Chris and I have been huge fans of the National Garden Scheme (NGS) charity for a long time. You can read about some of the NG

Smudging seasons

Chris pointed out this week that the best sunsets happen at this time of year, something I’d never appreciated – I

Pot’s Growing On? Summer part two

After August’s overcast skies, in time for bank holiday weekend the sun is back for summer round two. This ‘mid-su

Make time for what you love

With work, gardening, friends and family, my life can quickly be filled with wonderful things but it often means the seemingly

Photo gallery: Malibu’s unexpectedly exquisite wild flowers

I had planned to write a more detailed article about Malibu’s national parks and wildlife. However, I can’t do it

From the streets: California

Chris and I have just come back from a trip to LA, Vegas and Malibu visiting for a wedding. Once you enter the kingdom of plan

Come into my world

A selection of photos from my perambulations over the last few months.

Plantaholics Anonymous

[Warning: major plant geekage ahead] One of the best things to happen over the last year has been meeting people who love plan

The liberation of education

This blog post was originally titled “education = better vegetation” but the new rhyme is more appropriate. Last w

Spring-a-ling-a-ling

If you’re anything like me, you’ll be wondering how on earth it’s April when you thought it was still Januar

Who died and made Lupins a ‘cottage garden’ plant?

It’s been niggling me for yonks: people calling Lupins “cottage garden” plants.

Let’s make green flowers our naughty little secret

There’s one thing I will guarantee right now: you are going to see many more green flowers this year. In magazines, on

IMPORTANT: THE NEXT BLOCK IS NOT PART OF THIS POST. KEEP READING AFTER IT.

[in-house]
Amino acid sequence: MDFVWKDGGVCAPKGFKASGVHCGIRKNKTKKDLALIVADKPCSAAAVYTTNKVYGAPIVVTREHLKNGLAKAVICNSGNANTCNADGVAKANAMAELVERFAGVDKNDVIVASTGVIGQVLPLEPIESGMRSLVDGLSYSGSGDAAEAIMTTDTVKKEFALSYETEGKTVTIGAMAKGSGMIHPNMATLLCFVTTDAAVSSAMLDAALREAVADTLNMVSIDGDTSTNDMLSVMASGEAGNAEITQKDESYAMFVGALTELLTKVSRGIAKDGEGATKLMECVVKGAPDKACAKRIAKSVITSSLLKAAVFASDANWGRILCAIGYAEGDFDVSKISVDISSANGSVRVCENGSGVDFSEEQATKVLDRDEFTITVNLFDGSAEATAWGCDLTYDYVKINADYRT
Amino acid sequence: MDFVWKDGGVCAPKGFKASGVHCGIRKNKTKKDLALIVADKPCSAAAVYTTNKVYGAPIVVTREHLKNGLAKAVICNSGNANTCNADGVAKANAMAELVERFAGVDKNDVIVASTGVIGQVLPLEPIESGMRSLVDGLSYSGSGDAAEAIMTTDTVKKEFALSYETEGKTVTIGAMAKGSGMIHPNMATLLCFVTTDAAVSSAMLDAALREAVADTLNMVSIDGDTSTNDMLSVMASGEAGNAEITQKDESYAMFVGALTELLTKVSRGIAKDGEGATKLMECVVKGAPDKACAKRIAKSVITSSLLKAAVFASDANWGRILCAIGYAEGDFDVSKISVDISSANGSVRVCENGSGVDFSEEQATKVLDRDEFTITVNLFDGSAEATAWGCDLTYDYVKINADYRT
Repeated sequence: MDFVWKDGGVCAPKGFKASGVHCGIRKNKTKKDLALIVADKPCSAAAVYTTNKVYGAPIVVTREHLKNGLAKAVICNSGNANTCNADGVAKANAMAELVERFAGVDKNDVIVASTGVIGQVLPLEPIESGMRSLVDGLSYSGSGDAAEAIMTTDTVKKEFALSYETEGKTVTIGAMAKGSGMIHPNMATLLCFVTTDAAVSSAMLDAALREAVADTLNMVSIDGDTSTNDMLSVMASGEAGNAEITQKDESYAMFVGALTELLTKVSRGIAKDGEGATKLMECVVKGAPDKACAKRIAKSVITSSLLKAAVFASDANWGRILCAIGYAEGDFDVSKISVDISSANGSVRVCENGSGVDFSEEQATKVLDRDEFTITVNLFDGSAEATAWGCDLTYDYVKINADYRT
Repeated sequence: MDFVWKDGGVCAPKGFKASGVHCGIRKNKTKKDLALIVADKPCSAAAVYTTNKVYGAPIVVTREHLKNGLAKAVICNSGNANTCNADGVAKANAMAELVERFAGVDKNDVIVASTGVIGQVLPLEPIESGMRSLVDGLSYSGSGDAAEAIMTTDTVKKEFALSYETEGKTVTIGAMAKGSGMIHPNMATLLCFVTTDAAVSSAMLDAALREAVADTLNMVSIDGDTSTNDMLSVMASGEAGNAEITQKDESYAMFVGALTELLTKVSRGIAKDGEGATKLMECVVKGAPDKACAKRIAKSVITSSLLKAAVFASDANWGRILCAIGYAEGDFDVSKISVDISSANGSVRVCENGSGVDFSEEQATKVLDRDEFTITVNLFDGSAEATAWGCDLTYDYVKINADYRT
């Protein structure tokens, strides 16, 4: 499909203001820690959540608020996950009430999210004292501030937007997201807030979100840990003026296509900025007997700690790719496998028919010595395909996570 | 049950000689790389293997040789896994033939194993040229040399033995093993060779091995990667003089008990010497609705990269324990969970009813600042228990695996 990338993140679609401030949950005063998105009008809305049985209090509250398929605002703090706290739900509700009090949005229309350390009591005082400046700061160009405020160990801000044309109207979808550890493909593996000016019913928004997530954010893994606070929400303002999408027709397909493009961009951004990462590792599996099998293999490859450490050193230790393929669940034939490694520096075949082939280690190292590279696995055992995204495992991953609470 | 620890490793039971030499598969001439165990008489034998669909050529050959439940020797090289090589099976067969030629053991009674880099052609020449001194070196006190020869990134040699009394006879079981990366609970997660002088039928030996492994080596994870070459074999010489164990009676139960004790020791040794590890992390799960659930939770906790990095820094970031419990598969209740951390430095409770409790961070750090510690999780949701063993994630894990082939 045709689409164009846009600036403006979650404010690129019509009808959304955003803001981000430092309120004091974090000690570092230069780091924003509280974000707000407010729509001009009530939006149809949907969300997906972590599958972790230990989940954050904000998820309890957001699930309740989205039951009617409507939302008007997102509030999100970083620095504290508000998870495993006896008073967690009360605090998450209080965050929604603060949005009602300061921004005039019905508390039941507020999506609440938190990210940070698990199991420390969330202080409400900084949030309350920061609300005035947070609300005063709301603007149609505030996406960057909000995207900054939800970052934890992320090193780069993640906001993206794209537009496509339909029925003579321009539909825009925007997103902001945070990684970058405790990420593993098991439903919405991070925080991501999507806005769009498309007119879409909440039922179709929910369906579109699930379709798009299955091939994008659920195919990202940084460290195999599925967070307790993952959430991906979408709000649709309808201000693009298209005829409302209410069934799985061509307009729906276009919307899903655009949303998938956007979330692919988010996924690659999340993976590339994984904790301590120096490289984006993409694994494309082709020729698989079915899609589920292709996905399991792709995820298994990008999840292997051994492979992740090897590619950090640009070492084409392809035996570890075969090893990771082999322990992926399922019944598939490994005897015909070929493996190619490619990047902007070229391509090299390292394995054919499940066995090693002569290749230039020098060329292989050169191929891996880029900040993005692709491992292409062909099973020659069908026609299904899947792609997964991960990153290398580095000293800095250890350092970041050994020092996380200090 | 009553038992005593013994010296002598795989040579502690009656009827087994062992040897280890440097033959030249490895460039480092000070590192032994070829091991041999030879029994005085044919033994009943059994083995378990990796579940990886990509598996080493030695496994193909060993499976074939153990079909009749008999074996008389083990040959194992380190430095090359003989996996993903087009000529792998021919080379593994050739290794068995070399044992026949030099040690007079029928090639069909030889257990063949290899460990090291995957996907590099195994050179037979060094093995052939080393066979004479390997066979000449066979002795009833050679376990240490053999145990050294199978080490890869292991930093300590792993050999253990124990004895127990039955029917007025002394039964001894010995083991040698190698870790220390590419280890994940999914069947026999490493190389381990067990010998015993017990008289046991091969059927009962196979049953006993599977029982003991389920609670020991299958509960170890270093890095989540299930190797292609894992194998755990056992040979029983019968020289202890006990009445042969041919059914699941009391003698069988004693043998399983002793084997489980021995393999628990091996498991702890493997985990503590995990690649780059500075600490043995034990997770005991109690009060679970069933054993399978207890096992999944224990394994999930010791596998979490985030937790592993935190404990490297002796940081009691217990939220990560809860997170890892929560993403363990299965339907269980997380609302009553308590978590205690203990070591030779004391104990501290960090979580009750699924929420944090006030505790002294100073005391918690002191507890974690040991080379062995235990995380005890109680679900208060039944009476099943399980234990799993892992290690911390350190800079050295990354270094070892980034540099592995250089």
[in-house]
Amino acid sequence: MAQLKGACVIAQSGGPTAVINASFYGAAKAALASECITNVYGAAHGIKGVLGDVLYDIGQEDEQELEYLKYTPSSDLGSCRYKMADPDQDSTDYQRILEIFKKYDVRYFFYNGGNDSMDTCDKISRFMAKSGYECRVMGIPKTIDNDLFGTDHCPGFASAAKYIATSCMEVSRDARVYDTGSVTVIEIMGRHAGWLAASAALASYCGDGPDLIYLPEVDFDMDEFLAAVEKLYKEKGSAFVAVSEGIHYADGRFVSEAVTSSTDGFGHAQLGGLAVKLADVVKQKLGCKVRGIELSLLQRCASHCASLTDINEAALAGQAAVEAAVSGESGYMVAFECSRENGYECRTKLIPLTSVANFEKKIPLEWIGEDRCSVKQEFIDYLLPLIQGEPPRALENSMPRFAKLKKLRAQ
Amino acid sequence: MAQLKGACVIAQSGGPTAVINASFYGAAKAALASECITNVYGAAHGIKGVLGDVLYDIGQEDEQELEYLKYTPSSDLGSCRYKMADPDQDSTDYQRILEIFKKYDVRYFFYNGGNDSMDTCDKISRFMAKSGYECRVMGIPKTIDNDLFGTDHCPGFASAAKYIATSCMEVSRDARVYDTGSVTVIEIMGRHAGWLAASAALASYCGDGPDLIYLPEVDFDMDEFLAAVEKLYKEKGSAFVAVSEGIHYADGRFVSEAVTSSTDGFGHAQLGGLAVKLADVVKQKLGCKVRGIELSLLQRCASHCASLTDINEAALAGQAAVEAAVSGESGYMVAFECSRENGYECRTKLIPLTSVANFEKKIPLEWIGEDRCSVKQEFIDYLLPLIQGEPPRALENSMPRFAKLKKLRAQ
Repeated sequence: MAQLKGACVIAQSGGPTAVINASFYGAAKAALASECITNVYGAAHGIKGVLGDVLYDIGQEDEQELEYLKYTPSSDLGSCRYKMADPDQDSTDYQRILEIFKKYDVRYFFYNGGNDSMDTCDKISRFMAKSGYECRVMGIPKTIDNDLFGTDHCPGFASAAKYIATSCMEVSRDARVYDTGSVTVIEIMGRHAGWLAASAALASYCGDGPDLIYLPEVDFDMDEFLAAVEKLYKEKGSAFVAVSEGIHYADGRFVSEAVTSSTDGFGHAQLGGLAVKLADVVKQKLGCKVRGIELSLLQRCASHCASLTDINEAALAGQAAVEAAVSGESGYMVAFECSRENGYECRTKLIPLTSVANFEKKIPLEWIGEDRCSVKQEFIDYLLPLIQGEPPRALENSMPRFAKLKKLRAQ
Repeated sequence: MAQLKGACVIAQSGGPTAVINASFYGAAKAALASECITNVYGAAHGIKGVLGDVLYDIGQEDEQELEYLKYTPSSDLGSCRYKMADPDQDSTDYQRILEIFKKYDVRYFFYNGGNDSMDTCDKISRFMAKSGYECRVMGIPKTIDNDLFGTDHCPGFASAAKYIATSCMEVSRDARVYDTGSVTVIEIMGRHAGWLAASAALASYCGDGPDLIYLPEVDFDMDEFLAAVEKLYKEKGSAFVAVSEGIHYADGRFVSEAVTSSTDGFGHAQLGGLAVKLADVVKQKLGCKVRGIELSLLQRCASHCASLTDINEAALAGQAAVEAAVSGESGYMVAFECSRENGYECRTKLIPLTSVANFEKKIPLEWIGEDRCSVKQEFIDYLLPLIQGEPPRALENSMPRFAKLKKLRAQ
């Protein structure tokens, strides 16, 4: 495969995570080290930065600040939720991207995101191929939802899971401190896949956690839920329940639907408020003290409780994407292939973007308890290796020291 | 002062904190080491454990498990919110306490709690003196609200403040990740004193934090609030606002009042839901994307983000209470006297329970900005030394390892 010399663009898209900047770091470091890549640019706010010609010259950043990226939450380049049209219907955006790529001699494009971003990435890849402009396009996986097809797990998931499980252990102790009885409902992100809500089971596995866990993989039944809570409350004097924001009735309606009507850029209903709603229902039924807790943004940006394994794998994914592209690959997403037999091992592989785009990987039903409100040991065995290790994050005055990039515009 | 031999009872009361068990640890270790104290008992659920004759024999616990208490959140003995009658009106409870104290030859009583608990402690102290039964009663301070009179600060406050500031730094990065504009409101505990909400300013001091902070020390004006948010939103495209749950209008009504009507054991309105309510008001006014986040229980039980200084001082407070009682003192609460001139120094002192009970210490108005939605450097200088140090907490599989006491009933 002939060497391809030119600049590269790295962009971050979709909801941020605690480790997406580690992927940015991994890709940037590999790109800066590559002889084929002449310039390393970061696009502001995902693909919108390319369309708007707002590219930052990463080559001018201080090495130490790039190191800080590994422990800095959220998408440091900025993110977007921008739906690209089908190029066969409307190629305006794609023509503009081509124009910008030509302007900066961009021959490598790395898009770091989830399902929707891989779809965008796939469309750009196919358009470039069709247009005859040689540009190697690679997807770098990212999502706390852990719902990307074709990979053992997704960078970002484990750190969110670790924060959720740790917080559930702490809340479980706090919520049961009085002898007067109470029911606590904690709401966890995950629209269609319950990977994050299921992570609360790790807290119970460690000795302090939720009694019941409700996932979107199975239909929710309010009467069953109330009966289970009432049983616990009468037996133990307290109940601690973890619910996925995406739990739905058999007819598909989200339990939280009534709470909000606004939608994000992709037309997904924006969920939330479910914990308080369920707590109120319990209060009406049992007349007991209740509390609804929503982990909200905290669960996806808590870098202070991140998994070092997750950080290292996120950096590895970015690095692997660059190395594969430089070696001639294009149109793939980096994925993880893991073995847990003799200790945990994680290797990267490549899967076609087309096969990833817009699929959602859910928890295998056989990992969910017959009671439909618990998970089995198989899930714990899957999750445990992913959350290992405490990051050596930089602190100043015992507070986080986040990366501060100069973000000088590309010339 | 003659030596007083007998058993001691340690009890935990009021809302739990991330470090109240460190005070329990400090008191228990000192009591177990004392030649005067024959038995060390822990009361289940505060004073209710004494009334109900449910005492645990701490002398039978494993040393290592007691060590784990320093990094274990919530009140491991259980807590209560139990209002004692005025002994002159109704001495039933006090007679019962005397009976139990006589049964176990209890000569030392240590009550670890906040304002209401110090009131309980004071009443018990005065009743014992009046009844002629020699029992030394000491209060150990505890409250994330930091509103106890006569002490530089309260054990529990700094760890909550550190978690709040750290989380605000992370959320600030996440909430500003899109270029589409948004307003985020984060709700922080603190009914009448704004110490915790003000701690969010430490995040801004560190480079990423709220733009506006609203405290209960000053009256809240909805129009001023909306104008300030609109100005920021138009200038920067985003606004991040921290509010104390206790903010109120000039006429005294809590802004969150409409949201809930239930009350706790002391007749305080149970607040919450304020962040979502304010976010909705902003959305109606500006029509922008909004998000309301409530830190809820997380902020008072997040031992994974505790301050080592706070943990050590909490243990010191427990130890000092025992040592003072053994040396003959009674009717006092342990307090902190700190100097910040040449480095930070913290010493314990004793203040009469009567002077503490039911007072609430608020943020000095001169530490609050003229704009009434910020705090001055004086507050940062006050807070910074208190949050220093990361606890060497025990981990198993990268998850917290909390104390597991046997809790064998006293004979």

And so, we fight

I recently learnt that one colony of our rare native Pasque flower, Pulsatilla vulgaris, was wiped out in 1992 by someone d

Will Apple images save planet Earth?

Over the last year I’ve been thinking of creating an app that uses people’s smartphone geolocation to tag every pl

The best potatoes to grow

Last year I grew a set of seven different potato cultivars and only really liked one of them, ‘Jazzy’. So, tonight

44 Future gardening moments of 2016

Future gardening is the phrase I use to describe my personal take on the world. Be forward thinking. Be big thinking. Looking

Out of the shrubbery into the scrub

On Saturday 26th November 2016 the SGD hosted a conference about the use of shrubs in gardens. I went along hoping to learn t

Have you ever changed your mind about a plant you hate?

We all have them, a list of plants we dislike. Yet every now and then something happens that turns our opinion on its head. C

Designing for wildlife

This video is quite long but the presentation within it is important and well worth watching in full. It talks about the impor

Our lives are not our own – Kennington Park, London

One of the joys of living in London, the forest city, is discovering one of its many parks for the first time. Today I walked

My latest victim

Yamadori is the Japanese word for collecting wild trees to grow as bonsai. Today, while rustling through the wildflowers, I p

Our inner city wildlife sanctuary

I grow our garden as much for wildlife as for design and plants. Wildlife adds many layers of enjoyment, interest and a dynami

Living on a prairie (part 1)

This year I took on my allotment and I designated one bed for garden design experiments. Deeply inspired by Planting in a Post

Summer highlights in our garden

Our experimental garden is now in its third year with lots to fix but standing back and overall the atmosphere is coming toget

Thompson & Morgan Trial Field Visit

Michael Perry invited me and a group of other gardening bloggers to have a tour of the Thompson & Morgan trial field today

Does peat free compost work?

In 2016 I put peat free compost to the ultimate test, I only used peat free compost for every single plant I grew. Was it a hu